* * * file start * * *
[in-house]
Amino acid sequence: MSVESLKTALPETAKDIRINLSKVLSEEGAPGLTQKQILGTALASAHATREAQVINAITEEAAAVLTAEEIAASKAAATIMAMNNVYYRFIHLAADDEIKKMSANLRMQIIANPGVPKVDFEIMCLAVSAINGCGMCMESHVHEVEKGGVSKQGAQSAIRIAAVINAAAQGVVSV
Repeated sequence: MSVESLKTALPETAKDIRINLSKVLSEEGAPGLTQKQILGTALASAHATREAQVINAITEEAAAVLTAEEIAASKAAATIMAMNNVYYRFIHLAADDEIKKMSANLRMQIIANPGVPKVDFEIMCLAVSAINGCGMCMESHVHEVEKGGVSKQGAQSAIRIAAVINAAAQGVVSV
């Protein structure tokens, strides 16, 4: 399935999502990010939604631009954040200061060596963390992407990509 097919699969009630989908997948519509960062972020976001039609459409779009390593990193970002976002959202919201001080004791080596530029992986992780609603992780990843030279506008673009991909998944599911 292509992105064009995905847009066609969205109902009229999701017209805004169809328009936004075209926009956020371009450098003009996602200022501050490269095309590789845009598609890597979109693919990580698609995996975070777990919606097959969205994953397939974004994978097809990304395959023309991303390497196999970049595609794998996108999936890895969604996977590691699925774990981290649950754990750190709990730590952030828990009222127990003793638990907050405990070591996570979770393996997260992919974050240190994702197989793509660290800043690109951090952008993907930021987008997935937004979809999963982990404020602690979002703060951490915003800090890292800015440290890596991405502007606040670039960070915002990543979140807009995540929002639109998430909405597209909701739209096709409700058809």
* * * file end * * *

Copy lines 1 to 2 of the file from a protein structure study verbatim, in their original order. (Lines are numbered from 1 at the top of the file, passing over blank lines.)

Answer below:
[in-house]
Amino acid sequence: MSVESLKTALPETAKDIRINLSKVLSEEGAPGLTQKQILGTALASAHATREAQVINAITEEAAAVLTAEEIAASKAAATIMAMNNVYYRFIHLAADDEIKKMSANLRMQIIANPGVPKVDFEIMCLAVSAINGCGMCMESHVHEVEKGGVSKQGAQSAIRIAAVINAAAQGVVSV